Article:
4. Johnson, Noel D. & Koyama, Mark, 2014. "Tax farming and the origins of state capacity in England and France," Explorations in Economic History, Elsevier, vol. 51(C), pages 1-20.
    5. Karaman, K. Kivanç & Pamuk, Şevket, 2010. "Ottoman State Finances in European Perspective, 1500–1914," The Journal of Economic History, Cambridge University Press, vol. 70(3), pages 593-629, September.
    6. Lane, Frederic C., 1958. "Economic Consequences of Organized Violence," The Journal of Economic History, Cambridge University Press, vol. 18(4), pages 401-417, December.
    7. Philip T. Hoffman, 2017. "Public Economics and History: A Review of Fiscal Regimes and the Political Economy of Premodern States, Edited by Andrew Monson and Walter Scheidel," Journal of Economic Literature, American Economic Association, vol. 55(4), pages 1556-1569, December.
    8. Mark Koyama, 2010. "The political economy of expulsion: the regulation of Jewish moneylending in medieval England," Constitutional Political Economy, Springer, vol. 21(4), pages 374-406, December.
    9. Ennio E. Piano, 2019. "State capacity and public choice: a critical survey," Public Choice, Springer, vol. 178(1), pages 289-309, January.
    10. Karaman, Kamil KIvanç, 2009. "Decentralized coercion and self-restraint in provincial taxation: The Ottoman Empire, 15th-16th centuries," Journal of Economic Behavior & Organization, Elsevier, vol. 71(3), pages 690-703, September.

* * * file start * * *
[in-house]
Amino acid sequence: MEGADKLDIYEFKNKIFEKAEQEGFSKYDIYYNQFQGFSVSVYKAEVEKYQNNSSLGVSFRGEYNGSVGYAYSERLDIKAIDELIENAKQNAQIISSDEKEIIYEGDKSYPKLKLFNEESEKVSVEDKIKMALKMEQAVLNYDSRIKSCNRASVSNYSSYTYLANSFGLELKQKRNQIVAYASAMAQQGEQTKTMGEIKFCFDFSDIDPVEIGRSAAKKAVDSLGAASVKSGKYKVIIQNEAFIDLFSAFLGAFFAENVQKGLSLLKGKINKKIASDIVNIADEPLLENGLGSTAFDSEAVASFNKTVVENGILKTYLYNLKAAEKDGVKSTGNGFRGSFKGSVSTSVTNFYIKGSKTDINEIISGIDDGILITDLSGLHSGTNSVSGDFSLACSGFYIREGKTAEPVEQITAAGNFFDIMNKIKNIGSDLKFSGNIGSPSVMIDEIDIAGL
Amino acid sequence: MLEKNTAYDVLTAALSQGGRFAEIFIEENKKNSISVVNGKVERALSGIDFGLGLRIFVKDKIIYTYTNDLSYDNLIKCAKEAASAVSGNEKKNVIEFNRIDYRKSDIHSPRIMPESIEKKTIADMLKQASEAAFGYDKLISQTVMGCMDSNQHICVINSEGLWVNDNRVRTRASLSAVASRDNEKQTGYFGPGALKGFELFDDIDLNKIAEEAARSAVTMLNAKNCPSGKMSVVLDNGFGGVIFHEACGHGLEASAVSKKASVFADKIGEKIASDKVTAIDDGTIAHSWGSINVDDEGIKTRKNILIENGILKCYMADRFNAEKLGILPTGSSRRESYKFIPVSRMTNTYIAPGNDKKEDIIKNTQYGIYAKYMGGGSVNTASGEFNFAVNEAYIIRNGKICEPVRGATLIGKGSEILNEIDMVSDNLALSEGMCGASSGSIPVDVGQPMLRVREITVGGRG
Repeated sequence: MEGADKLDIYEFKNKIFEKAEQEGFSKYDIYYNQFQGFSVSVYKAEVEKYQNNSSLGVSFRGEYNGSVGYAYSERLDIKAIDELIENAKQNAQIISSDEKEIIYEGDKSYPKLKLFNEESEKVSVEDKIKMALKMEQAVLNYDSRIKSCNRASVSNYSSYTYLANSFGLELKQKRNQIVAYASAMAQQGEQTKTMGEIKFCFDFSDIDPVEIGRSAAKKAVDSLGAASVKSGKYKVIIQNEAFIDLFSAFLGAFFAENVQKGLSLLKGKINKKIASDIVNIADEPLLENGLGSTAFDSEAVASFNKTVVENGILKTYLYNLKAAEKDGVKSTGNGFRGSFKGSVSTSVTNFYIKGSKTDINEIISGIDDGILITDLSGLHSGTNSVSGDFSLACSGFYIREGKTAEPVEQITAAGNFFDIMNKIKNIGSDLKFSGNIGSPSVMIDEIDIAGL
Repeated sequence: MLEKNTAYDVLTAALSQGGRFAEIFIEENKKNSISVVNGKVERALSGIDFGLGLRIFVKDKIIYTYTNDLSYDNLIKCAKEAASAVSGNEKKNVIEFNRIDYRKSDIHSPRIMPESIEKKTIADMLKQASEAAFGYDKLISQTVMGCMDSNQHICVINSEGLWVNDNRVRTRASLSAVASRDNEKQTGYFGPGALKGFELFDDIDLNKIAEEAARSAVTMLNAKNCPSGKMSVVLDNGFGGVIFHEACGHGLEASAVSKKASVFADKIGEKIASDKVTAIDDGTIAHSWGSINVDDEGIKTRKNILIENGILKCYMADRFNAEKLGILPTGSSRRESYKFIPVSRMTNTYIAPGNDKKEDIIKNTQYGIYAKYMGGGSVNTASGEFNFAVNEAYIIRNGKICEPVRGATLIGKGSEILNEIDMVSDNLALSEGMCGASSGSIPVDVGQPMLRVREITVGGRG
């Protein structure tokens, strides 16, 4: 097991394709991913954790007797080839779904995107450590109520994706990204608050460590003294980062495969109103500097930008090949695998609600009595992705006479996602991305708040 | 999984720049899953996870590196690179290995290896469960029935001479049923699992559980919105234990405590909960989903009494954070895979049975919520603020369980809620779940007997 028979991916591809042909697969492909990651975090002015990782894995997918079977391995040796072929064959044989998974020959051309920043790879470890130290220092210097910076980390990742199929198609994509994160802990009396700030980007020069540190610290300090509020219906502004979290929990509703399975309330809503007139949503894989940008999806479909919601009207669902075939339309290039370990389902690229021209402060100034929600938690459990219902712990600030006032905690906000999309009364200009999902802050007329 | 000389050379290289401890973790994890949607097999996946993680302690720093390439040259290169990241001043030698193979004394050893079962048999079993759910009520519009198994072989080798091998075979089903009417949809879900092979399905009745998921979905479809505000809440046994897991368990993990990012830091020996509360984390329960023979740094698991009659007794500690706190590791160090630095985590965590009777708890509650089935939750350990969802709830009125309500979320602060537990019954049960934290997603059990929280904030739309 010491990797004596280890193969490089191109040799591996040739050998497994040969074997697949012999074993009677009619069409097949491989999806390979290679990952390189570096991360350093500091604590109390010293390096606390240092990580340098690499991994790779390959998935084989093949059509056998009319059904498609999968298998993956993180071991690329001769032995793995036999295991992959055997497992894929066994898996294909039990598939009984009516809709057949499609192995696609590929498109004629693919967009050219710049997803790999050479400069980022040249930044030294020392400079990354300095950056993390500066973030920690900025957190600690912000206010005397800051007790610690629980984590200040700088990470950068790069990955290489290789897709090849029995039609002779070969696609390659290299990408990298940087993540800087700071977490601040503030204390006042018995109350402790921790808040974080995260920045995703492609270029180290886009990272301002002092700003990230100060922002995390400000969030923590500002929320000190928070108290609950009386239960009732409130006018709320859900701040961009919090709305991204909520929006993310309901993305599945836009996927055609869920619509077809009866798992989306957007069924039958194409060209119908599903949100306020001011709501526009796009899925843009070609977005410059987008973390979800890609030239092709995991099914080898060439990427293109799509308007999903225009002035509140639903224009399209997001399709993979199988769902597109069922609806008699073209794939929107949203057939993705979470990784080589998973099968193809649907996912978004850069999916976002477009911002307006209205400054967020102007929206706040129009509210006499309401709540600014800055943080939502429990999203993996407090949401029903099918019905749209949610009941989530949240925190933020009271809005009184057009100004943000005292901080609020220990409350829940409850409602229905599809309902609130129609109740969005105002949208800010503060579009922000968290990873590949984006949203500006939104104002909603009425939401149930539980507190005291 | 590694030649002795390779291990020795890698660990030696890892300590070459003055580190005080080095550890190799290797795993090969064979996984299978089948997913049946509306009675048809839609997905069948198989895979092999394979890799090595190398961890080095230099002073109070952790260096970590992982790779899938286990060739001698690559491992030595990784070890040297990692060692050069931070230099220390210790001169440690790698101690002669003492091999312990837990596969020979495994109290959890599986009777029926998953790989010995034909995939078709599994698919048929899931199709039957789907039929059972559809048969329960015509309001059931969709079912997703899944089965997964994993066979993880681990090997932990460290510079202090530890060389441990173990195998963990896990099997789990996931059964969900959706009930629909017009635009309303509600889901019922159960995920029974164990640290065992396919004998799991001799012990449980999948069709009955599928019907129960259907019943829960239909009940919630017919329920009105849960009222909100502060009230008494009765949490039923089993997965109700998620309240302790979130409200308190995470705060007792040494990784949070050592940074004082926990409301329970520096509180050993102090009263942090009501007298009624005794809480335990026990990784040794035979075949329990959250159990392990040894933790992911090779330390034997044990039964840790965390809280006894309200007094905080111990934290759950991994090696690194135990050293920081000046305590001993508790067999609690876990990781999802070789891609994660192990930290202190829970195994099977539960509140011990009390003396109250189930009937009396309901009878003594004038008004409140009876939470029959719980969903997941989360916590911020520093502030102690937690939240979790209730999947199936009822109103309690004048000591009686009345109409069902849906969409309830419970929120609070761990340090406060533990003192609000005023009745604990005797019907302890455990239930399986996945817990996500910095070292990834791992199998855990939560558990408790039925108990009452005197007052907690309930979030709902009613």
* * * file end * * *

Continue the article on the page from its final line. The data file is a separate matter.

11. Johnson, Noel D. & Koyama, Mark, 2017. "States and economic growth: Capacity and constraints," Explorations in Economic History, Elsevier, vol. 64(C), pages 1-20.
    12. Veitch, John M., 1986. "Repudiations and Confiscations by the Medieval State," The Journal of Economic History, Cambridge University Press, vol. 46(1), pages 31-36, March.
    13. Balla, Eliana & Johnson, Noel D., 2009. "Fiscal Crisis and Institutional Change in the Ottoman Empire and France," The Journal of Economic History, Cambridge University Press, vol. 69(3), pages 809-845, September.
    14. Ma, Debin & Rubin, Jared, 2019. "The Paradox of Power: Principal-agent problems and administrative capacity in Imperial China (and other absolutist regimes)," Journal of Comparative Economics, Elsevier, vol. 47(2), pages 277-294.
    15. Ayse Y. Evrensel & Tiffany Minx, 2017. "An institutional approach to the decline of the Ottoman Empire," Cogent Economics & Finance, Taylor & Francis Journals, vol. 5(1), pages 1380248-138, January.
    16. Olson, Mancur, 1993. "Dictatorship, Democracy, and Development," American Political Science Review, Cambridge University Press, vol. 87(3), pages 567-576, September.
    Full references (including those not matched with items on IDEAS)

    Citations

    Citations are extracted by the CitEc Project, subscribe to its RSS feed for this item.
    as


    Cited by:

    1. Mehrdad Vahabi, 2020. "Introduction: a symposium on the predatory state," Public Choice, Springer, vol. 182(3), pages 233-242, March.
    2. Bálint Madlovics & Bálint Magyar, 2021. "Post-communist predation: modeling reiderstvo practices in contemporary predatory states," Public Choice, Springer, vol. 187(3), pages 247-273, June.
    3. Harris,Colin & Cai,Meina & Murtazashvili,Ilia & Murtazashvili,Jennifer Brick, 2020. "The Origins and Consequences of Property Rights," Cambridge Books, Cambridge University Press, number 9781108969055.